A Fairy King, a rising sea, and predatory men make up the fetid water in A Study in Drowning by Ava Reid. It’s not something you would want to swim in, but it is a story you will want to read. Reid blends real life with a foreboding fairytale to showcase the difficulties women face when navigating the world of men.
Effy’s in-depth knowledge and incredibly high scores were not enough to sway the literature college into admitting its first female student. Instead, she settled for architecture, and she is less than pleased. Effy keeps her head down during the day to evade her classmates’ stares and takes sleeping pills at night to keep visions of the Fairy King at bay. She treads water and barely stays afloat in school until she discovers the estate of her favorite author, Emrys Myrddin, is hosting a competition to design a home for the late author’s family. Finally, she can put these meaningless classes to use, and Effy’s design easily catches the Myrddin family’s attention. But when Effy travels to Emry’s rural hometown, she is disappointed to find a decrypt, damp home being reclaimed by the sea. The inhabitants of the manor are even stranger, and Effy finds herself trapped by the strange magic of Myrddin and his famous story, Angharad. The longer Effy stays, the more the sea rises, and it uncovers more horrible truths with it.
The title, A Study in Drowning, is both a play on words and an accurate description of the book’s primary setting. Effy arrives at Hiraeth Manor to find it slowly falling into the sea, and while Myrddin’s study has yet to succumb to its watery grave, it is only a matter of time. The title also describes the state of Effy’s life which is as scary and foreboding as being on a boat slowly sinking into dark water. Effy is quite literally drowning in the patriarchal society that constantly belittles and uses her. She is stifled by sexism and treated like an object, and it’s all she can do to keep her head above water and survive. The title is clever, but Reid also does an incredible job using water imagery throughout the book. Metaphorically, Effy is constantly treading water and weathering each wave that laps over her head, while she is also physically soaked to the bone from the decrepit manor that is home to both people and the sea.
It is a compliment when I say that I was uncomfortable reading this book because Reid so accurately captures many horrors that women are subjected to by men. While not explicitly described, Reid alludes to instances of sexual harassment and assault, but what was more prevalent were microaggressions and awkward situations. My skin would crawl when a man’s heavy hand landed on Effy’s shoulder or when someone made an inappropriate and subtly sexual comment. What really broke my heart was watching Effy awkwardly try to diffuse these situations. More often than not, Effy reverted to being polite in an attempt to evade incurring their wrath, but her tendency to be nice was also because she had been made to believe it was her fault that men acted this way. This was a result of all the times Effy had raised concerns, whether it be her advisor or the Fairy King, and she was told it was all in her head or that she interpreted the situation wrong. A major theme in this book revolves around how little women are believed and how easily our experiences are discounted or played down by the people around us or by our own internal monologue. This occurs throughout the book as Effy believes herself to be “crazy” and constantly blames herself. She never trusts what’s happening around her and softens bad and predatory behavior to placate the people around her.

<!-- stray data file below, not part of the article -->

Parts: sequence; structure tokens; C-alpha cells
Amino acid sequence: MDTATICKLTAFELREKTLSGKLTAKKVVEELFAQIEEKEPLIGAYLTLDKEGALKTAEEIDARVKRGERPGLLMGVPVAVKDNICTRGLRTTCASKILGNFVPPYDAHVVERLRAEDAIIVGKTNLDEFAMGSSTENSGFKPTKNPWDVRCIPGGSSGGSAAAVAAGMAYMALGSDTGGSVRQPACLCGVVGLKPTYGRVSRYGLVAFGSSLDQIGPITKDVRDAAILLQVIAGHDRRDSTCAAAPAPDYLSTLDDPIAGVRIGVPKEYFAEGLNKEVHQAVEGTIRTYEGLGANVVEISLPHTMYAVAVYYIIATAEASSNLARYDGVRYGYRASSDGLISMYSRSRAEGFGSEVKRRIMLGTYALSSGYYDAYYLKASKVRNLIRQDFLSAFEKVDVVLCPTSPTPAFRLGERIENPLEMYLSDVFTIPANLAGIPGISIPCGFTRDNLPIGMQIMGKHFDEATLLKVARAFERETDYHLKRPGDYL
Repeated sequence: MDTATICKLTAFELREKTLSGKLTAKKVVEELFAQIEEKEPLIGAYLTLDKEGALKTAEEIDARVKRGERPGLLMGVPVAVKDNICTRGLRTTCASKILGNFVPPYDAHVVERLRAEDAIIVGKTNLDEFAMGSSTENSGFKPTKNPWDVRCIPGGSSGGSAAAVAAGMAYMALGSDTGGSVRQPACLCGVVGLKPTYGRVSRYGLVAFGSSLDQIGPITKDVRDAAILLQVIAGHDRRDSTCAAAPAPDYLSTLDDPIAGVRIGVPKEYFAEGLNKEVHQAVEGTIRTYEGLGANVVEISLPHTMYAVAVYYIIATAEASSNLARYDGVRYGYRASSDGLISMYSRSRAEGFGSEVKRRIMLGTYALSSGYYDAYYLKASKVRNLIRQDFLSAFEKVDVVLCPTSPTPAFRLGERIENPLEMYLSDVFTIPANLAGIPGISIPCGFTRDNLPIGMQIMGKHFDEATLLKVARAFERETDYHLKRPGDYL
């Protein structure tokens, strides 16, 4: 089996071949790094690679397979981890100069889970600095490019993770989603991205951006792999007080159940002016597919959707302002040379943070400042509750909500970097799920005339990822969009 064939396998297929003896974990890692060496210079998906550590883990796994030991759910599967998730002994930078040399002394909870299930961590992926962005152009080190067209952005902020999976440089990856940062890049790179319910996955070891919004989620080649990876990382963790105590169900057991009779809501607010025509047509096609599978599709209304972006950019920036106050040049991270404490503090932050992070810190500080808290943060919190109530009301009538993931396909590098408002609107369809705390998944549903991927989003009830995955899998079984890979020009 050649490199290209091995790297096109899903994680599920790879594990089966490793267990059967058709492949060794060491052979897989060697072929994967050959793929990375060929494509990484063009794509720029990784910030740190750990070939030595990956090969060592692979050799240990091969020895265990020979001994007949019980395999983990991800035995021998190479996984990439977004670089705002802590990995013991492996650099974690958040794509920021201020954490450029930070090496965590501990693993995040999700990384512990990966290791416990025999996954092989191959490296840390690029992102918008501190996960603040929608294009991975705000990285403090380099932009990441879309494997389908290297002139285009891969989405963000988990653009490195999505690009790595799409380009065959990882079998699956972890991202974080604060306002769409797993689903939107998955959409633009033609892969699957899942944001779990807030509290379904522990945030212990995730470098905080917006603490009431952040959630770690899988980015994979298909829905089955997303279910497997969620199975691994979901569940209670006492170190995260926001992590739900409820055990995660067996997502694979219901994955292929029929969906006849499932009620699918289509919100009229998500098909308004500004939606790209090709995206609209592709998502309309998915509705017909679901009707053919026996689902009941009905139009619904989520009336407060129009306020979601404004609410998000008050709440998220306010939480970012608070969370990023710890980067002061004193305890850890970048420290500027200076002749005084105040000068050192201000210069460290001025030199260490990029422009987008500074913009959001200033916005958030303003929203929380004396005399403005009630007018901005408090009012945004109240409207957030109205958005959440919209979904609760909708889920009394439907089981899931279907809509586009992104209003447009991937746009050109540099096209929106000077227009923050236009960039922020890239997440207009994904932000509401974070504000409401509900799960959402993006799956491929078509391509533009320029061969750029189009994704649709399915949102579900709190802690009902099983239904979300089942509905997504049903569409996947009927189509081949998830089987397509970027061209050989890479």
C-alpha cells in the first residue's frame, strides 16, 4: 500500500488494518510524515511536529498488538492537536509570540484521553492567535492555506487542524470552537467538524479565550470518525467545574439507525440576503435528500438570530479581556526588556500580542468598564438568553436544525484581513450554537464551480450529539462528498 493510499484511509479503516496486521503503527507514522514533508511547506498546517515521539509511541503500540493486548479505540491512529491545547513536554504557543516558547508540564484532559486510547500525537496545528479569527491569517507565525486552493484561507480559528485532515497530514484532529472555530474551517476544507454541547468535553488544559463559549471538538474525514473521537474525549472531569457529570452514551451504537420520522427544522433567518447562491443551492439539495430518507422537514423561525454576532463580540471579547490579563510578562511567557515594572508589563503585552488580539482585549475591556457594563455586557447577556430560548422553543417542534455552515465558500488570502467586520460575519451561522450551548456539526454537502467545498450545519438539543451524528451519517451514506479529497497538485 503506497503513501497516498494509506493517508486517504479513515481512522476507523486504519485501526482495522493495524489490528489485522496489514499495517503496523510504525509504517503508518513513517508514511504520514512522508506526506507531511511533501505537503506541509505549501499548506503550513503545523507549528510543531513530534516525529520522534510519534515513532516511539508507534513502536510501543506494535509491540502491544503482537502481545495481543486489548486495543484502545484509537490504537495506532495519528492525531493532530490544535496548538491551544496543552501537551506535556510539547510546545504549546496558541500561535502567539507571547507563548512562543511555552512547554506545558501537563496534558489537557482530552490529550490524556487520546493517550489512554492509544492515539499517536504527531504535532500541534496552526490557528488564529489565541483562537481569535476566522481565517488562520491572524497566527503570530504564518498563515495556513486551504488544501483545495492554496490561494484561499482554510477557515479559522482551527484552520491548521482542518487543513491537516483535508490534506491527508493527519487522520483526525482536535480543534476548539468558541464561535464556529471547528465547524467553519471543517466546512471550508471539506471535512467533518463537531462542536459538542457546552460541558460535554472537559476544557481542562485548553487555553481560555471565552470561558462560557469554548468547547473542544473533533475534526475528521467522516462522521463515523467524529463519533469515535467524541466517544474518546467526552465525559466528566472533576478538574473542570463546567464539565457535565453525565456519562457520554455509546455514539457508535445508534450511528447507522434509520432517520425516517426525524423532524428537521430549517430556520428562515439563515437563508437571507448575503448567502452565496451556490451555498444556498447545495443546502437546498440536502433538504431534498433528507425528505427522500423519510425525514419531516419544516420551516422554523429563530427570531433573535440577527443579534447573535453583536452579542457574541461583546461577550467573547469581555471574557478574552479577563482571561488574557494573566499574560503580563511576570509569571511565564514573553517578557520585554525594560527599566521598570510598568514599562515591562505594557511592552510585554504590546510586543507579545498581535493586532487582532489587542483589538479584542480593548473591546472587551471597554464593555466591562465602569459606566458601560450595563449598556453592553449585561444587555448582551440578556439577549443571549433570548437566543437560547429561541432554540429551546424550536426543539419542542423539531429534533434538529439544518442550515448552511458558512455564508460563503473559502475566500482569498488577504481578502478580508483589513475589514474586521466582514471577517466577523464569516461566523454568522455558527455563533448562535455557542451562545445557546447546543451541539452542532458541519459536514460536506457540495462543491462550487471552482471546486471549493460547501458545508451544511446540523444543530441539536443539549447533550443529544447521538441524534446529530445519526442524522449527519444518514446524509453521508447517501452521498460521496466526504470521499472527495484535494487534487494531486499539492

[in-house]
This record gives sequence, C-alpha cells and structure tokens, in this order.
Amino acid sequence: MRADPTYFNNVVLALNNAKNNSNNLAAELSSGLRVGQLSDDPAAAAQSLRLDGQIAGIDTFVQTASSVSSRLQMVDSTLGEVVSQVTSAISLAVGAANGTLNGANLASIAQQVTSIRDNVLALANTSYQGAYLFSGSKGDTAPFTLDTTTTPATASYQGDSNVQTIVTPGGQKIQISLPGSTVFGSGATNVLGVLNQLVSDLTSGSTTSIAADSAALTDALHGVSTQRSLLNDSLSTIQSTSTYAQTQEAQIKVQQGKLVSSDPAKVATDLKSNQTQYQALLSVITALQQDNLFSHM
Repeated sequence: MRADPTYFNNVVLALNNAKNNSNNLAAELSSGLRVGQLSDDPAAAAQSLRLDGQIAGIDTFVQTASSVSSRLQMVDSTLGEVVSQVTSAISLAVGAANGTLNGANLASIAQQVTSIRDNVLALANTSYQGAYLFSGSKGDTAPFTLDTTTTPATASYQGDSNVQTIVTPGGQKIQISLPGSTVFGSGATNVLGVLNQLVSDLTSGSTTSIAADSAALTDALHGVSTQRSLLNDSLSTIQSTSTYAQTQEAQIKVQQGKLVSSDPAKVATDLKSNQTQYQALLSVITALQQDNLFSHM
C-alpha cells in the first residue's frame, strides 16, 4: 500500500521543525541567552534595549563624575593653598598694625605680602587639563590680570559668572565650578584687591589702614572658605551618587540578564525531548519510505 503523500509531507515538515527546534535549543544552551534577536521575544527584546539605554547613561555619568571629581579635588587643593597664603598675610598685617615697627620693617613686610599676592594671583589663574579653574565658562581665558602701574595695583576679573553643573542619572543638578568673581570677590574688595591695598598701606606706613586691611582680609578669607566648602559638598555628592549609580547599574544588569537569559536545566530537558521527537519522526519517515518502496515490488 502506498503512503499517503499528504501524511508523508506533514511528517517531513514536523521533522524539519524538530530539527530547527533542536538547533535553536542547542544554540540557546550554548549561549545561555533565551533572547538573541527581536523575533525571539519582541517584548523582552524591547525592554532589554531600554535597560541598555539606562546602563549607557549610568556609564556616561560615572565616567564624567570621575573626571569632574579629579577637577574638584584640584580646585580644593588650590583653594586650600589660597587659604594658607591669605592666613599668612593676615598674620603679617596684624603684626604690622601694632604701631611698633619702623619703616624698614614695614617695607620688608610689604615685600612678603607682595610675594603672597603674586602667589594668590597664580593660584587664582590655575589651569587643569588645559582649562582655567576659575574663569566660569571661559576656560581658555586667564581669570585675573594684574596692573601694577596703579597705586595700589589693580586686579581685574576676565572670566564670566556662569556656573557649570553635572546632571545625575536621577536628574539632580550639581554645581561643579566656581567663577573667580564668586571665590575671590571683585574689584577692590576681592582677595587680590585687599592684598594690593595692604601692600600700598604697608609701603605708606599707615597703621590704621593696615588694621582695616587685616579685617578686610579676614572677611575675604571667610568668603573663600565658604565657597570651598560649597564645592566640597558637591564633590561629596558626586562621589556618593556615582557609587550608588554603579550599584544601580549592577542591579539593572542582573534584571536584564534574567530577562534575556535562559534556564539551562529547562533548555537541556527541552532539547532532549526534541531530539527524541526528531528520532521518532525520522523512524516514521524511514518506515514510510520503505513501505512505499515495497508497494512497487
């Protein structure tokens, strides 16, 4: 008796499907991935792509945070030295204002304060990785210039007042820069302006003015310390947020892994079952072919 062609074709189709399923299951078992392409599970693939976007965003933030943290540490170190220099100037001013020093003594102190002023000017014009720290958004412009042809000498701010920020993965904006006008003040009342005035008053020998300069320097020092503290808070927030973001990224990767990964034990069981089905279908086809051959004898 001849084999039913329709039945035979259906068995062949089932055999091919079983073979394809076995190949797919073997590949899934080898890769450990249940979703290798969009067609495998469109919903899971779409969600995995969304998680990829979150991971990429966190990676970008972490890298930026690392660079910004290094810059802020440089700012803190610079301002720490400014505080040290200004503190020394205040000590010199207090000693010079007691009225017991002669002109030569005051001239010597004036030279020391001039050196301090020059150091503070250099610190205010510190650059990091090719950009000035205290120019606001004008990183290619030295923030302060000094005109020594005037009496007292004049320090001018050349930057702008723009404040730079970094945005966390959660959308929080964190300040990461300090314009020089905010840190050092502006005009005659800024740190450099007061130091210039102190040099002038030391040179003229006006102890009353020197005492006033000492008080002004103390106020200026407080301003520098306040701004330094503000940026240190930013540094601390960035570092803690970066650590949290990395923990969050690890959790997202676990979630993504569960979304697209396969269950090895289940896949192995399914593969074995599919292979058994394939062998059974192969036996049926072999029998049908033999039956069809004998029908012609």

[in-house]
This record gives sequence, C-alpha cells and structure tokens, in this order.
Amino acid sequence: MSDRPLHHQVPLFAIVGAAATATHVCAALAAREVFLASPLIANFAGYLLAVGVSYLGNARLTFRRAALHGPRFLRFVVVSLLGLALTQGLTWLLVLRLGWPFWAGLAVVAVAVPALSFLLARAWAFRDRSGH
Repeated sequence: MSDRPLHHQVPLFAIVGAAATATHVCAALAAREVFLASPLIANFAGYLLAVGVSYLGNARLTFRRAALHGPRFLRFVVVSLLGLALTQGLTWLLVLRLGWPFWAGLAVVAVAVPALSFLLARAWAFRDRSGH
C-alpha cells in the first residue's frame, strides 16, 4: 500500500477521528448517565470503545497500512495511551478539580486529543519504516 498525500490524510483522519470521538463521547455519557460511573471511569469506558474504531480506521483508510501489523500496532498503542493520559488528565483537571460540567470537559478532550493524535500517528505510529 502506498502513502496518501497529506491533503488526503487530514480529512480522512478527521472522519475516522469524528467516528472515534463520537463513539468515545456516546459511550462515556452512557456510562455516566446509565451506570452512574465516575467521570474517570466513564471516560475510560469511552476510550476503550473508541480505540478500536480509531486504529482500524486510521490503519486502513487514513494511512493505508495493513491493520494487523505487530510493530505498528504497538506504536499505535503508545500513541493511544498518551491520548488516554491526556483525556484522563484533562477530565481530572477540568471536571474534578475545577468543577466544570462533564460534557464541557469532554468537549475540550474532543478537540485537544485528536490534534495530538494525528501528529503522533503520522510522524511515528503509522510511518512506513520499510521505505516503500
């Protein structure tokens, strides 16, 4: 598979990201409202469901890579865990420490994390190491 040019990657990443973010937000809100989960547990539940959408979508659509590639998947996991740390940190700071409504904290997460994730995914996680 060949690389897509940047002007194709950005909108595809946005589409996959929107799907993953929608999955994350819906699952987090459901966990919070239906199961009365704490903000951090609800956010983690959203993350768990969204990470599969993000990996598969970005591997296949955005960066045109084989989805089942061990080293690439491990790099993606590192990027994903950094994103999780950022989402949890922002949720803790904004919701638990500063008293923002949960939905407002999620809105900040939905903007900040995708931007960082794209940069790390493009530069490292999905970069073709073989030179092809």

The worldbuilding is the shallowest part of the book, which doesn’t do much to take away from the story but it could have benefitted from a little more depth. There is a lot of geographical animosity and wariness happening in the background that serves to create distrust among the characters. Effy’s country, Llyr, is in an ongoing war with Argant. There are also regional biases in Llyr between its northern cities and the rural, Bottom Hundred region in the south. It’s a little unclear, but literature is practically worshipped in Llyr, and the country appoints beloved authors as “Sleepers.” The Sleepers are revered as important historical figures, and the inhabitants of the Bottom Hundred believe the Sleepers have magic that keeps the sea levels from rising and destroying their region. I don’t understand why the Sleepers have magic or how it has anything to do with the Bottom Hundred when we’re told repeatedly that it is an uneducated region incapable of producing intellectual authors. It also appears some of the hatred between Llyr and Argant has something to do with the countries trying to claim authors or literature as their own. The vague worldbuilding provides a shaky foundation of distrust between characters because it’s not clear why or where the animosity stems from. Overall it doesn’t detract from the story, but it does produce awkward interactions when characters come at each other with long-held beliefs we don’t understand.
I was uncomfortable while wading through Effy’s life and Myrffin’s terrible house of secrets in A Study in Drowning. Ava Reid did an incredible job pulling you down into the story so you could feel the panic and water rise with each page. The fantastical elements are understated and the worldbuilding is murky, but I enjoyed this tale of a young woman finding her voice.
Rating: A Study in Drowning – 7.0/10
I received an ARC of this book in exchange for an unbiased review. The thoughts on this story are my own.